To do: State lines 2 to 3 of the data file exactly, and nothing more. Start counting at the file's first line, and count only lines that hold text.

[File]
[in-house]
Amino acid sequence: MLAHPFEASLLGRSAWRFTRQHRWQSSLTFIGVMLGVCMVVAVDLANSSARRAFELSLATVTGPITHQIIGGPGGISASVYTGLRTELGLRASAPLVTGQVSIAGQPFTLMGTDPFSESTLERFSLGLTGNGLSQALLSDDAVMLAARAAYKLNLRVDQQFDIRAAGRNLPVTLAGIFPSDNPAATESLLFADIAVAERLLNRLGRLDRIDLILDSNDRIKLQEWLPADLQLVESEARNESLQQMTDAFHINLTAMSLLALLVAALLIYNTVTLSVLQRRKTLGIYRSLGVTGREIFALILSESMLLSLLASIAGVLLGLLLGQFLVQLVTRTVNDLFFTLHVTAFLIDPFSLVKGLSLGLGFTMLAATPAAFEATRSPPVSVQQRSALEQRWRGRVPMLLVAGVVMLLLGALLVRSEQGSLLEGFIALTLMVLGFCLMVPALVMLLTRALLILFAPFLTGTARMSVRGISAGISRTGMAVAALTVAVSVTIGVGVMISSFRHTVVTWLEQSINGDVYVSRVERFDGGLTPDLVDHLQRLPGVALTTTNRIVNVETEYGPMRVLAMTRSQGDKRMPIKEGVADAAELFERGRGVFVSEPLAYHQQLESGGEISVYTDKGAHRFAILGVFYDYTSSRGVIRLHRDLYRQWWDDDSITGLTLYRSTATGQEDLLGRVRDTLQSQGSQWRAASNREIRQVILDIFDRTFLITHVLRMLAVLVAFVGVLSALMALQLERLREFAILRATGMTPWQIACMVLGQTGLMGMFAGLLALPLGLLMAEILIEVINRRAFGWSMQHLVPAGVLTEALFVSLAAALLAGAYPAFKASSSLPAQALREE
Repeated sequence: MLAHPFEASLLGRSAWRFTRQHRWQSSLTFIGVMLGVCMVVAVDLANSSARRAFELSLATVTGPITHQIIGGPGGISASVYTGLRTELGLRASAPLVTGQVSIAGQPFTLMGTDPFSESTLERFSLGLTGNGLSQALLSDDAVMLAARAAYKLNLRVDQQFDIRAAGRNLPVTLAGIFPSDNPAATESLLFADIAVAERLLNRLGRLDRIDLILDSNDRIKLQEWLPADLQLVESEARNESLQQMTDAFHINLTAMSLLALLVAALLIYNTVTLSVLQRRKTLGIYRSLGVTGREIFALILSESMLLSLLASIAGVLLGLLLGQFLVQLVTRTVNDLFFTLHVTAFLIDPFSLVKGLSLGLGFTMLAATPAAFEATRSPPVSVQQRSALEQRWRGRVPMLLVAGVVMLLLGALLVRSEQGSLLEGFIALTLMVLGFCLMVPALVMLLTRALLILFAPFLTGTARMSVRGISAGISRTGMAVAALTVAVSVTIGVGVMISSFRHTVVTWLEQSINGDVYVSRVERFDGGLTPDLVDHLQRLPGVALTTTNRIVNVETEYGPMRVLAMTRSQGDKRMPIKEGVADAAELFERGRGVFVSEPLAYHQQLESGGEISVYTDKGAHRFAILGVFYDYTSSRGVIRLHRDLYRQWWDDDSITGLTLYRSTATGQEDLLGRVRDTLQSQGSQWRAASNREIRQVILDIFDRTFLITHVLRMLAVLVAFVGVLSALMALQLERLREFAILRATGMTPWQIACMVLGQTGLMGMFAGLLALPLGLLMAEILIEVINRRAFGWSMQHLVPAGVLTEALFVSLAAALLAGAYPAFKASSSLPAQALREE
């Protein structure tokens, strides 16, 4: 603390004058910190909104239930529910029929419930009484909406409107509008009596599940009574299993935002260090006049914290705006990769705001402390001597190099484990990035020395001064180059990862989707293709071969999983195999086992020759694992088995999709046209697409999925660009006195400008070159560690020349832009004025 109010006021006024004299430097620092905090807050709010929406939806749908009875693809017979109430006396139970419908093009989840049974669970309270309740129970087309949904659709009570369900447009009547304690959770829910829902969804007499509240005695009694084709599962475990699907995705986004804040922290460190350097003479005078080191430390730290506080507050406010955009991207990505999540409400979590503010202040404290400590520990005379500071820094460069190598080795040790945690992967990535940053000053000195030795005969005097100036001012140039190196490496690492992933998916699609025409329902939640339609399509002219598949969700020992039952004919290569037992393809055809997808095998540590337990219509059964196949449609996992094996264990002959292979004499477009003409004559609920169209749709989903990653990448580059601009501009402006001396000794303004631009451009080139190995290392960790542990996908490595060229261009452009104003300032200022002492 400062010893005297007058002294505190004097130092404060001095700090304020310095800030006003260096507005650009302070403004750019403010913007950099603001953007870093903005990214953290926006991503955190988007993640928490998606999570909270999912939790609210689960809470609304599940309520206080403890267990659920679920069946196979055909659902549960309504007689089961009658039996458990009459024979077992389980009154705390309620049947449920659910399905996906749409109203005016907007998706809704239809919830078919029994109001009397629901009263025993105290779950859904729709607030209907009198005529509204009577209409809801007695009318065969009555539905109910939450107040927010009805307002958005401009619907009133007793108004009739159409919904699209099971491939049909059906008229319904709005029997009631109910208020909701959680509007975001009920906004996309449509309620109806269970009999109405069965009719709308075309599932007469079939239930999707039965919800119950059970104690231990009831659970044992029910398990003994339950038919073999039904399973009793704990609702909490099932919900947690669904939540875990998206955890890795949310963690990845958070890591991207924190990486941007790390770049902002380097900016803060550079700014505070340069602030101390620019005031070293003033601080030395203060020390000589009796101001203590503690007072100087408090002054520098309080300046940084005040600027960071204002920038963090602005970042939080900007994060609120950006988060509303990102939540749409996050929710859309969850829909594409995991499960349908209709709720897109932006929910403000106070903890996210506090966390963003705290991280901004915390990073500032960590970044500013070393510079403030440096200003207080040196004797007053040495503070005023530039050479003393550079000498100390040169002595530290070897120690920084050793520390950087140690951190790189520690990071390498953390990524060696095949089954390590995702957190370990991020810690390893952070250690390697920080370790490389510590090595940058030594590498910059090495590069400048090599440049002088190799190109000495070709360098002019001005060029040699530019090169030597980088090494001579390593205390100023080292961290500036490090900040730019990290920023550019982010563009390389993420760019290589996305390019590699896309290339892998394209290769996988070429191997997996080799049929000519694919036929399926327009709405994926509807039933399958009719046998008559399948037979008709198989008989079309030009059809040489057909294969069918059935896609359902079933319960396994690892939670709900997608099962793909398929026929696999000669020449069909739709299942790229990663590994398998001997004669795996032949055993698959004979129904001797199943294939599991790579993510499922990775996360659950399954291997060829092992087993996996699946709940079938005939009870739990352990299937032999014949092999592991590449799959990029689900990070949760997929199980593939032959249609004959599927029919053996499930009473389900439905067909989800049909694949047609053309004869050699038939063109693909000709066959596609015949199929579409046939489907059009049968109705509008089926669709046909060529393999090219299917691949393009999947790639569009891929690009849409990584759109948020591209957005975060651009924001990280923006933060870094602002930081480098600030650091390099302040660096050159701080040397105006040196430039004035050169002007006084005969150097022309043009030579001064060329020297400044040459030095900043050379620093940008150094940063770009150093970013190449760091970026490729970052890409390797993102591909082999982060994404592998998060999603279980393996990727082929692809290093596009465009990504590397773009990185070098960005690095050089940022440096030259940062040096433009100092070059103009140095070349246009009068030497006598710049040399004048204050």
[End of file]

Amino acid sequence: MLAHPFEASLLGRSAWRFTRQHRWQSSLTFIGVMLGVCMVVAVDLANSSARRAFELSLATVTGPITHQIIGGPGGISASVYTGLRTELGLRASAPLVTGQVSIAGQPFTLMGTDPFSESTLERFSLGLTGNGLSQALLSDDAVMLAARAAYKLNLRVDQQFDIRAAGRNLPVTLAGIFPSDNPAATESLLFADIAVAERLLNRLGRLDRIDLILDSNDRIKLQEWLPADLQLVESEARNESLQQMTDAFHINLTAMSLLALLVAALLIYNTVTLSVLQRRKTLGIYRSLGVTGREIFALILSESMLLSLLASIAGVLLGLLLGQFLVQLVTRTVNDLFFTLHVTAFLIDPFSLVKGLSLGLGFTMLAATPAAFEATRSPPVSVQQRSALEQRWRGRVPMLLVAGVVMLLLGALLVRSEQGSLLEGFIALTLMVLGFCLMVPALVMLLTRALLILFAPFLTGTARMSVRGISAGISRTGMAVAALTVAVSVTIGVGVMISSFRHTVVTWLEQSINGDVYVSRVERFDGGLTPDLVDHLQRLPGVALTTTNRIVNVETEYGPMRVLAMTRSQGDKRMPIKEGVADAAELFERGRGVFVSEPLAYHQQLESGGEISVYTDKGAHRFAILGVFYDYTSSRGVIRLHRDLYRQWWDDDSITGLTLYRSTATGQEDLLGRVRDTLQSQGSQWRAASNREIRQVILDIFDRTFLITHVLRMLAVLVAFVGVLSALMALQLERLREFAILRATGMTPWQIACMVLGQTGLMGMFAGLLALPLGLLMAEILIEVINRRAFGWSMQHLVPAGVLTEALFVSLAAALLAGAYPAFKASSSLPAQALREE
Repeated sequence: MLAHPFEASLLGRSAWRFTRQHRWQSSLTFIGVMLGVCMVVAVDLANSSARRAFELSLATVTGPITHQIIGGPGGISASVYTGLRTELGLRASAPLVTGQVSIAGQPFTLMGTDPFSESTLERFSLGLTGNGLSQALLSDDAVMLAARAAYKLNLRVDQQFDIRAAGRNLPVTLAGIFPSDNPAATESLLFADIAVAERLLNRLGRLDRIDLILDSNDRIKLQEWLPADLQLVESEARNESLQQMTDAFHINLTAMSLLALLVAALLIYNTVTLSVLQRRKTLGIYRSLGVTGREIFALILSESMLLSLLASIAGVLLGLLLGQFLVQLVTRTVNDLFFTLHVTAFLIDPFSLVKGLSLGLGFTMLAATPAAFEATRSPPVSVQQRSALEQRWRGRVPMLLVAGVVMLLLGALLVRSEQGSLLEGFIALTLMVLGFCLMVPALVMLLTRALLILFAPFLTGTARMSVRGISAGISRTGMAVAALTVAVSVTIGVGVMISSFRHTVVTWLEQSINGDVYVSRVERFDGGLTPDLVDHLQRLPGVALTTTNRIVNVETEYGPMRVLAMTRSQGDKRMPIKEGVADAAELFERGRGVFVSEPLAYHQQLESGGEISVYTDKGAHRFAILGVFYDYTSSRGVIRLHRDLYRQWWDDDSITGLTLYRSTATGQEDLLGRVRDTLQSQGSQWRAASNREIRQVILDIFDRTFLITHVLRMLAVLVAFVGVLSALMALQLERLREFAILRATGMTPWQIACMVLGQTGLMGMFAGLLALPLGLLMAEILIEVINRRAFGWSMQHLVPAGVLTEALFVSLAAALLAGAYPAFKASSSLPAQALREE